The leader of the Milla Bloods street gang teared up Friday afternoon as he apologized to the court and family members of Christopher Lamont Motley, who was shot to death in 2016 during an ambush meant for a rival gang leader.
“First and foremost, I’m truly sorry for my actions. I can’t take back what I did, and if I could, I would,” Deshawn Anthony said. “I hope today that you can see the change in me.”
Anthony made the comments in U.S. District court, where he was sentenced to 27 years in federal prison after pleading guilty to charges of racketeering conspiracy and use of a firearm in a violent crime in aid of racketeering for his role in the shooting death of Motley.
Anthony is the first to be sentenced to prison from among several members of the gang who accepted plea deals for participating in a multiyear gang war in Danville that included Motley's death.
During the hours-long hearing in U.S. Federal District Court, to which the Register & Bee listened by phone, Chief Judge Michael F. Urbanski described the killing of Motley as a “planned execution.”
“The abject disregard for human life shocks the conscience. … It was the organized and planned murder of a rival gang leader, which unfortunately resulted in the death of an innocent man,” Urbanski said.
Before being sentenced, Anthony spoke through tears as he apologized to Motley’s family members, who were listening on the phone, and explained that he is a changed man.
Anthony’s father, Rupert Anthony, testified Friday about his own experience in being involved in a gang and ultimately getting imprisoned for 20 years because of it. Since being released in 2011, however, he has been rehabilitated, as he now owns his house, holds a job and is a landlord.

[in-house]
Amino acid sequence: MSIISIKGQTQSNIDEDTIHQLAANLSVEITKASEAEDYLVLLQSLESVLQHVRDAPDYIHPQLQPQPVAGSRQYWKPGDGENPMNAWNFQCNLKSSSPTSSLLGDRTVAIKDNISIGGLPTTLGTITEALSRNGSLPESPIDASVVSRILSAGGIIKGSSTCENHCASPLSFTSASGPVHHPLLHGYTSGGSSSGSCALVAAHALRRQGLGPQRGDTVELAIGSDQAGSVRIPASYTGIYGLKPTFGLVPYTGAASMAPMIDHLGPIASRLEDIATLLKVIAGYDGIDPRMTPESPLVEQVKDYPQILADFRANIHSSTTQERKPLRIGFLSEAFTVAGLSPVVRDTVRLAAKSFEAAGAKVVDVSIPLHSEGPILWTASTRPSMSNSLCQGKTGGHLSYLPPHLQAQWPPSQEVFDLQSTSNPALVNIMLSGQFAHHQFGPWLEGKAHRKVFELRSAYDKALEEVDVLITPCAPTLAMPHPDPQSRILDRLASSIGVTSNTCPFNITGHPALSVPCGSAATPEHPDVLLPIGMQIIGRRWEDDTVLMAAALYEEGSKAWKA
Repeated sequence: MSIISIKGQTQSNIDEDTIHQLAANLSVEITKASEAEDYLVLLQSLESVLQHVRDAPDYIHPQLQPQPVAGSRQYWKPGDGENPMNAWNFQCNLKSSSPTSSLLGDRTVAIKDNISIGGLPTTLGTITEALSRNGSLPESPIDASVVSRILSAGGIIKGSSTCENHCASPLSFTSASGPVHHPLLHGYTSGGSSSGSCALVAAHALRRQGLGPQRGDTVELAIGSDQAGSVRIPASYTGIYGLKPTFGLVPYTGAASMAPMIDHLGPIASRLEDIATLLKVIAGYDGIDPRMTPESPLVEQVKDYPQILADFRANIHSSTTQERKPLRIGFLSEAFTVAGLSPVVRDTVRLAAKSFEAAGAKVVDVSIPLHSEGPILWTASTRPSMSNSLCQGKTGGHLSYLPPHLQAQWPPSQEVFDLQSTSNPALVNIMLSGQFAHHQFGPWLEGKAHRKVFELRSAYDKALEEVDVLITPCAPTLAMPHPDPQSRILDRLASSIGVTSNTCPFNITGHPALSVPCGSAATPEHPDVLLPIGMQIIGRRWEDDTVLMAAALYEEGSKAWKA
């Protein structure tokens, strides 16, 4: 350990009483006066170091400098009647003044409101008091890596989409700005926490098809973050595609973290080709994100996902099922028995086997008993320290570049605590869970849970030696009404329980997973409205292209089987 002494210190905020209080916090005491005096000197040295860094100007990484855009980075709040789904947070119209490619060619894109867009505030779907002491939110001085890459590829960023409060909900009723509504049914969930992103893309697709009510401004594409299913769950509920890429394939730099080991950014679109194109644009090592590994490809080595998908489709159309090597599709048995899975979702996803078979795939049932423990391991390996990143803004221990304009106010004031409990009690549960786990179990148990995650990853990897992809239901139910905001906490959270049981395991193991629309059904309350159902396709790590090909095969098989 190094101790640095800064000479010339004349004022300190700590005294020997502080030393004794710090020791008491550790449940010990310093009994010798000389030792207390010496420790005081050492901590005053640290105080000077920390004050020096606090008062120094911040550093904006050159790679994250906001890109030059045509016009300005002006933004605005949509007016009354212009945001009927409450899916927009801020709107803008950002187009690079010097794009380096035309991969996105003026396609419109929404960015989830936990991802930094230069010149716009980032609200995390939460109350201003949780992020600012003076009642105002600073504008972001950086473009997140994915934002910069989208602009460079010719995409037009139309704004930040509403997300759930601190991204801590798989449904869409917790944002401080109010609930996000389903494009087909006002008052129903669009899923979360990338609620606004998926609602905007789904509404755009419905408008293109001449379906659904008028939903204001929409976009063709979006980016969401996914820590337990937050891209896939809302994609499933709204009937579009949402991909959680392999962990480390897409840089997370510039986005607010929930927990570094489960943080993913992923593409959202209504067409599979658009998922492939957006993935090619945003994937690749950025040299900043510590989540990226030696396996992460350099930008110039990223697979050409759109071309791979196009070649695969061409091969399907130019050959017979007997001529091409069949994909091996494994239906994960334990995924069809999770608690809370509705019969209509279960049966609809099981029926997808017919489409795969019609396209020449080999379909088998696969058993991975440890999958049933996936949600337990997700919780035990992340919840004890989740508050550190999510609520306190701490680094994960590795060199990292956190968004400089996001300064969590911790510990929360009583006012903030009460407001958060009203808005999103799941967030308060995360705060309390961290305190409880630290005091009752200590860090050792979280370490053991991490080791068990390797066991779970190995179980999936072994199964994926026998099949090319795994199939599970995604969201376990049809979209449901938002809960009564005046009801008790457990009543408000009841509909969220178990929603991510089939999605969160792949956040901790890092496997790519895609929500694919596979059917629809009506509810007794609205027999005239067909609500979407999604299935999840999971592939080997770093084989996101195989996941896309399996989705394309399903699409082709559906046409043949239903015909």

“I know people can change. I’m a prime example,” he said. "He [Deshawn Anthony] made some poor choices in his life, but that doesn’t mean he’s a bad individual.”
Said Urbanski: “He [Rupert Anthony] provided a story of redemption and change.”
Most of the criminal charges against Anthony and several other gang defendants involved a gang war when members of both the Milla Bloods and Rollin' 60s Crips set an ambush for the leader of a rival gang called the Billy Bloods, at the Southwyck Apartment complex in Danville.
But when a van entered the complex parking lot and gang members, including Anthony, opened fire, the rounds struck and killed Motley, who was a passenger and not a target, court documents show.
If they had gone to trial, most of the defendants likely would have been sentenced to life in prison for their role in that murder and other incidents, Urbanski said. But a failure on the part of prosecutors to supply state grand jury transcripts to the defense before the first trial began in October damaged their case. Prosecutors offered plea deals without any provision for a life sentence, and most defendants accepted.
Yet Urbanski ultimately chose the highest number of years allowed in the sentencing guidelines. Both counts against Anthony were punishable by as much as a life sentence, but the plea deal he signed in January meant that he would serve somewhere between 25 and 27 years in prison. That was the highest range of any defendant to take a plea agreement.
Several other members of the gang accepted deals with ranges dropped to as low as 13 years on the minimum end of the range.
Urbanski said that he believes Anthony's being able to take a plea agreement at all will "give him a chance at rehabilitation and a law-abiding life out of prison, just like his dad did.”
Ayers reports for the Register & Bee. Reach him at (434) 791-7981.
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